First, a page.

This year we bought ourselves a new tool. We went back and forth about it because they are not terribly cheap as hand tools go! But this beast is worth every penny.
The broadfork is a two-handled tool with a series of large, sharp tines for breaking up soil. It’s fairly work intensive, but it works beautifully.
The Issue of Roto-Tilling
We do have a roto-tiller attachment for our lawn tractor, which we used to use and will continue to use when preparing brand new ground for garden. But it turns out that roto-tilling every year is not optimal in several ways.
- It ruins soil structure. It pulverizes the soils, breaks up soil aggregates, breaks up macropores (large spaces) in the soil and destroys all the tunnels your worms have worked so hard to build. All this space in your soil improves drainage, facilitates movement of nutrients and water.
- It causes compaction. Once those soils aggregates are broken up and the soil is reduced to its particles, the soil is nice and fluffy. But since there is no real structure, the soil will settle into a more compacted state.
- And then there is the problem of tiller-pan. The weight and action of the tiller causes a compacted layer just below where the tines reach, further decreasing soil drainage and the ability of roots to penetrate the soil.
- It inverts your soil. Tilling turns your soil right upside down. The delicate ecology of soil develops as it does for a reason. Certain helpful bacteria, fungi, and earthworms were at a certain depth in the soil because it had the right moisture and aeration conditions. Turn the soil upside down and you will disrupt this ecology for at least a while.
- It plants weed seeds for you. Ugh.
Broadfork to the Rescue
I won’t pretend that broadforking is as easy as roto-tilling (especially if you have a lawn tractor to drag it around). This is a 100% human-powered tool. However, it’s not back-breaking labor, either. Here’s how it works:
First, you get the broadfork into the soil as far as you can. For me, this means standing on it and wiggling it around until it sinks into the soil.
Then pulling the handles toward the ground to pull the tines through the soil. Drag it six inches further down the line, rinse and repeat!
As you can see in these photos, the broad fork doesn’t turn over the soil entirely. It loosens the soil while leaving aggregates in place. There is no way for it cause hardpan or increase compaction. It can prepare a bed, incorporate soil amendments, or be used to harvest potatoes and root crops. Another advantage we’ve found with it, is that it loosens the the root systems of established rhizomatous weeds and grass and makes them very easy to pick out their rhizomes.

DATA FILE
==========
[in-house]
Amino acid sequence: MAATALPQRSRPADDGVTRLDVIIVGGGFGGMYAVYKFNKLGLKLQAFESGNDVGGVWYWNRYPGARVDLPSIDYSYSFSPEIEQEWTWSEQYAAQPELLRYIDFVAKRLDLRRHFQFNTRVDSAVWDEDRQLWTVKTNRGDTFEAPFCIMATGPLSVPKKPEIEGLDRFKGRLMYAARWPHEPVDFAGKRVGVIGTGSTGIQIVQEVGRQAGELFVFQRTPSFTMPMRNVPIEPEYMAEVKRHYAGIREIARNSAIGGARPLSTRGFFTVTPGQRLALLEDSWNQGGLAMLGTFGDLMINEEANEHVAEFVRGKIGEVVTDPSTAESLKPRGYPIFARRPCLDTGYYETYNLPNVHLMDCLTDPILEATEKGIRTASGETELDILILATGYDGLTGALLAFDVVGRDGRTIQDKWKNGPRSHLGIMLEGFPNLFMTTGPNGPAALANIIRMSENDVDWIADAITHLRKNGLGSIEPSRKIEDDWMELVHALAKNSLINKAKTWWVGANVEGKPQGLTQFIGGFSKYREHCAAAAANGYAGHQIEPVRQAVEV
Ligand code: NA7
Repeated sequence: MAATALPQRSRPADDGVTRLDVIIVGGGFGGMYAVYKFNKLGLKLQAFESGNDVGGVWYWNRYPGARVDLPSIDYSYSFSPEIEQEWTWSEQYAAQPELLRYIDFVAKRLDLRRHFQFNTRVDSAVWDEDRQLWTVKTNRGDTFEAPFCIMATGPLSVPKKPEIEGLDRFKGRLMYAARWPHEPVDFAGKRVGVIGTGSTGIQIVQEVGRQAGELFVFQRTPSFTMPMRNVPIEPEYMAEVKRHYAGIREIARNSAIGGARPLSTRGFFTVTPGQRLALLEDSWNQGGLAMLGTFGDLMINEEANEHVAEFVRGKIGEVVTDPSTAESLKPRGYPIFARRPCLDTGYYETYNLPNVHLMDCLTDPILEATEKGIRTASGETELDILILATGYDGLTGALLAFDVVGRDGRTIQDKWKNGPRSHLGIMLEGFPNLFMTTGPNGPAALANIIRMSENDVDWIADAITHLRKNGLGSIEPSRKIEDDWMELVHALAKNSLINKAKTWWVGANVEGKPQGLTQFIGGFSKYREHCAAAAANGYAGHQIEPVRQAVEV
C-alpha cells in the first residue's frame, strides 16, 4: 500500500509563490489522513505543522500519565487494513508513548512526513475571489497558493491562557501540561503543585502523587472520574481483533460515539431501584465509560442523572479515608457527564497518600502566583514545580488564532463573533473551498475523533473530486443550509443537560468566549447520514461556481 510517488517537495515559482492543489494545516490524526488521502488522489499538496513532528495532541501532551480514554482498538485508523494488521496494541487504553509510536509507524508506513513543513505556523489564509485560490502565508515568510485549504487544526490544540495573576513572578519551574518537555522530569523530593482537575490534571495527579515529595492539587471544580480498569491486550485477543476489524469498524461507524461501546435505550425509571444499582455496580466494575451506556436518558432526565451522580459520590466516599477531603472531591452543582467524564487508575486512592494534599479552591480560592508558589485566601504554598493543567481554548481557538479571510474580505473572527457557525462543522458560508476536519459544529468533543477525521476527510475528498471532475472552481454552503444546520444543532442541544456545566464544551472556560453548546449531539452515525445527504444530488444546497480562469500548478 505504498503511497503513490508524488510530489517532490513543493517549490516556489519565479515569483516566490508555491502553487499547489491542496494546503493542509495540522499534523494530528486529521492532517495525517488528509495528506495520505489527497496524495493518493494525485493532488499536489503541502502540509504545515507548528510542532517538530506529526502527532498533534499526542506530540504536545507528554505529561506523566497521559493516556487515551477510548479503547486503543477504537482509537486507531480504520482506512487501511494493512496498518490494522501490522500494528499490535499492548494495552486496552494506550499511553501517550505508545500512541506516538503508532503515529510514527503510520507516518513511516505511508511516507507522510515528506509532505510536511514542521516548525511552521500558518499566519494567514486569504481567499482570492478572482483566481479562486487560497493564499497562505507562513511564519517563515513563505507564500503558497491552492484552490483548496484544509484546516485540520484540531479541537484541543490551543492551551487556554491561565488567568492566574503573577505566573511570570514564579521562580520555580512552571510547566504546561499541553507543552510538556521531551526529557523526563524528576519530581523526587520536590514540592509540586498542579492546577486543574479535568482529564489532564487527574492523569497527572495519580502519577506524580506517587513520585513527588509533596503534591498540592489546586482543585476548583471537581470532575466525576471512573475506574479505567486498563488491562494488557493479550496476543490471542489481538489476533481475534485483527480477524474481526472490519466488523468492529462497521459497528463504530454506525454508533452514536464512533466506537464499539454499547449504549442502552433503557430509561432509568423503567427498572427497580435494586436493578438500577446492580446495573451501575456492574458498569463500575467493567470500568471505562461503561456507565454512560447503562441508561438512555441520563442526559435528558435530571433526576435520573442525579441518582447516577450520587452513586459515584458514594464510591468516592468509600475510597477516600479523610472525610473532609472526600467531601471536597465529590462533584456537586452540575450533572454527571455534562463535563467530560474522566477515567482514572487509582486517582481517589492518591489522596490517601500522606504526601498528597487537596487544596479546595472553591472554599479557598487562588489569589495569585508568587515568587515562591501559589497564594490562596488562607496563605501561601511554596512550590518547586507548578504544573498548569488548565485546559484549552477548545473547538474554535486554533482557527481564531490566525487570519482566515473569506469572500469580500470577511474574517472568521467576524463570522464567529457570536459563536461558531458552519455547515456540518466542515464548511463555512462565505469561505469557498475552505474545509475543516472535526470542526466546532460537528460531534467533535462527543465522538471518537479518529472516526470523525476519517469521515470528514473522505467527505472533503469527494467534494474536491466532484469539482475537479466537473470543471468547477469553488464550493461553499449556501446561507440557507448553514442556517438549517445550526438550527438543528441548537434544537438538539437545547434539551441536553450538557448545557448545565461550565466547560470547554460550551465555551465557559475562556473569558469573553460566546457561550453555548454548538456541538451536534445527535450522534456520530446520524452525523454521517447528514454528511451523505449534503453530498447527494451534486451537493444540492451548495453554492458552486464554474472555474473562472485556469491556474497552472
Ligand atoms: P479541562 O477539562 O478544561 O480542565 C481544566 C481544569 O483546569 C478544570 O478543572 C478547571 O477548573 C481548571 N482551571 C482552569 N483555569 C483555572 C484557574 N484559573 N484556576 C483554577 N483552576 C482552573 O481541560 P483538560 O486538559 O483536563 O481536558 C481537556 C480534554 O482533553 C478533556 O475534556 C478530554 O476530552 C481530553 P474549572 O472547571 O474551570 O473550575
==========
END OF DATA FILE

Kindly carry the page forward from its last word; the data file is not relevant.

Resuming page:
My work with the broadfork left me so excited about my garden’s soil! It is beautiful, deep soil, just crawling with earthworms.
We are changing the orientation of our garden this year, from long east-west rows to wide beds that are mostly oriented north-south. We have a lot of time with the broadfork ahead of us, and frankly, I’m looking forward to it. The tool works just beautifully. Perhaps it just appeals to my Luddite inclinations, but the rhythm of it is lovely and meditative when I get to use it alone. However, when my family is in the garden with me, even a toddler can even help out a little!
OK, so this is probably the least efficient way to use a broadfork. But damned if it isn’t the cutest!
If you have a pretty large garden and know you’ll be working the soil for years to come, buy yourself a high-quality broadfork. You won’t regret it. If you have a small garden, it would be hard to justify the money spent on this tool. See if you can find two or three friends who would go in on it with you.
The broadfork is a powerful and effective tool. I’m pretty well sold on it. It’s one of those great, old ideas that is simple, elegant, and gets the job done better than the newer technology.